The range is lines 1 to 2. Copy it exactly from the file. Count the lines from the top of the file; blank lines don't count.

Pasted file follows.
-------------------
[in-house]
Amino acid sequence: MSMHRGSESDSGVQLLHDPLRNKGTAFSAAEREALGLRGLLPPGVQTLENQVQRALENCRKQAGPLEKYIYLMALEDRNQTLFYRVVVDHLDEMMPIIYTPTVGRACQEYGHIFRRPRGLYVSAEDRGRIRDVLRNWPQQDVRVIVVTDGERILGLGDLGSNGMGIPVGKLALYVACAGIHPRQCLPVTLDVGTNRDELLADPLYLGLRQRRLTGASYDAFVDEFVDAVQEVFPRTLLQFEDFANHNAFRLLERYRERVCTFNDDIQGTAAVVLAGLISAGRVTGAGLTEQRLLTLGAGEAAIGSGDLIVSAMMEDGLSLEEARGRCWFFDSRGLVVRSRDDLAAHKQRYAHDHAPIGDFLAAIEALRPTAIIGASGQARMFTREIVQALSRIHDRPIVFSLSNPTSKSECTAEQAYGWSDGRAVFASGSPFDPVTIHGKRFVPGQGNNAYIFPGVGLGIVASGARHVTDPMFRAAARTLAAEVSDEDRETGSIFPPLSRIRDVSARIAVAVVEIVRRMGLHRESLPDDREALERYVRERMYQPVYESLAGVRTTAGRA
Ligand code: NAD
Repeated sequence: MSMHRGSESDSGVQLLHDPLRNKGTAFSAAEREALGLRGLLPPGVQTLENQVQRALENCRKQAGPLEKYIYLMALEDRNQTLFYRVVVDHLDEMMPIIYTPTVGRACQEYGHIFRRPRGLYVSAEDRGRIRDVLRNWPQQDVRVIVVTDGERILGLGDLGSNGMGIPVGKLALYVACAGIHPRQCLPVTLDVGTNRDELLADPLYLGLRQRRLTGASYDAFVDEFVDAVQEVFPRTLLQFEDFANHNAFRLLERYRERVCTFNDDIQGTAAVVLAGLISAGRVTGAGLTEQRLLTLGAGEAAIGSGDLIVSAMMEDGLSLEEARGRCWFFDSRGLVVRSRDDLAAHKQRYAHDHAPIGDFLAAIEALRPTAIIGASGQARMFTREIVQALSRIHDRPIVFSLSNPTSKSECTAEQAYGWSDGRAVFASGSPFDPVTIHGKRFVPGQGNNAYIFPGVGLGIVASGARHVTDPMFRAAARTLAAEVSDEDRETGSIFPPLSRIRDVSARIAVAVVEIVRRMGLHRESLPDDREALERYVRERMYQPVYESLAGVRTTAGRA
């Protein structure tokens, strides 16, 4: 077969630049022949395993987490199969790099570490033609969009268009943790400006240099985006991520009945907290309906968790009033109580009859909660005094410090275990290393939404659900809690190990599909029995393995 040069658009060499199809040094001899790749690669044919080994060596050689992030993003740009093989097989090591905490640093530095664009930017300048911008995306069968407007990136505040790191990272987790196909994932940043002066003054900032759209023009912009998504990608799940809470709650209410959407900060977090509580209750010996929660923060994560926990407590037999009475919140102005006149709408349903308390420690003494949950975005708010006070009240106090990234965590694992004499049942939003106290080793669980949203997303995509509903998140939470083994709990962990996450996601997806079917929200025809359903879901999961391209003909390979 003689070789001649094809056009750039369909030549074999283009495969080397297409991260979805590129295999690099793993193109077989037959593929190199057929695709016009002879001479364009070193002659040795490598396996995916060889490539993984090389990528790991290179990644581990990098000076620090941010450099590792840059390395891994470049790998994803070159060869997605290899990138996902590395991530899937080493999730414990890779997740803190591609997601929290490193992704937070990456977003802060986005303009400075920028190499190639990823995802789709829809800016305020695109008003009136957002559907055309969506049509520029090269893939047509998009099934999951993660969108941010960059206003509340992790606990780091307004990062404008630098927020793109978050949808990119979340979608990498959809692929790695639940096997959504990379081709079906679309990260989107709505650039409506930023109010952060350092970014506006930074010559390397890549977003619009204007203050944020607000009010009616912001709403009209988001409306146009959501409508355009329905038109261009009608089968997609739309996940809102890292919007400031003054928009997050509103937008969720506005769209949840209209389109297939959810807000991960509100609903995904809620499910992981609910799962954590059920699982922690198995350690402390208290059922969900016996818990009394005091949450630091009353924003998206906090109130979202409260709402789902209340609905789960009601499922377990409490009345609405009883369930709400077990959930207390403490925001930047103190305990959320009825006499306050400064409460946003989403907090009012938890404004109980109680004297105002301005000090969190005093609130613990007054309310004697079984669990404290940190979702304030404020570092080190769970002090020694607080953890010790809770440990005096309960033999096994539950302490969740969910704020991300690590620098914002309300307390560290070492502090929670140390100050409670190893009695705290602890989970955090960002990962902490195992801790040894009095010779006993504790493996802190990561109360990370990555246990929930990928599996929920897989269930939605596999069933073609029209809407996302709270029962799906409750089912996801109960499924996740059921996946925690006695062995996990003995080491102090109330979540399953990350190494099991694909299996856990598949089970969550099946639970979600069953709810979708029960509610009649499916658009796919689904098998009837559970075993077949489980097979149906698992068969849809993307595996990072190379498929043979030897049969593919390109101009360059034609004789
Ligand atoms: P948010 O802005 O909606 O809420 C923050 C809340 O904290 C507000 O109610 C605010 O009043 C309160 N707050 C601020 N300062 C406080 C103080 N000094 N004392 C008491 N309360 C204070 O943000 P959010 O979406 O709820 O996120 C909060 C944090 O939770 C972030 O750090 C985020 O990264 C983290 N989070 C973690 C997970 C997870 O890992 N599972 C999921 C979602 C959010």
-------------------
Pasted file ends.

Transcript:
[in-house]
Amino acid sequence: MSMHRGSESDSGVQLLHDPLRNKGTAFSAAEREALGLRGLLPPGVQTLENQVQRALENCRKQAGPLEKYIYLMALEDRNQTLFYRVVVDHLDEMMPIIYTPTVGRACQEYGHIFRRPRGLYVSAEDRGRIRDVLRNWPQQDVRVIVVTDGERILGLGDLGSNGMGIPVGKLALYVACAGIHPRQCLPVTLDVGTNRDELLADPLYLGLRQRRLTGASYDAFVDEFVDAVQEVFPRTLLQFEDFANHNAFRLLERYRERVCTFNDDIQGTAAVVLAGLISAGRVTGAGLTEQRLLTLGAGEAAIGSGDLIVSAMMEDGLSLEEARGRCWFFDSRGLVVRSRDDLAAHKQRYAHDHAPIGDFLAAIEALRPTAIIGASGQARMFTREIVQALSRIHDRPIVFSLSNPTSKSECTAEQAYGWSDGRAVFASGSPFDPVTIHGKRFVPGQGNNAYIFPGVGLGIVASGARHVTDPMFRAAARTLAAEVSDEDRETGSIFPPLSRIRDVSARIAVAVVEIVRRMGLHRESLPDDREALERYVRERMYQPVYESLAGVRTTAGRA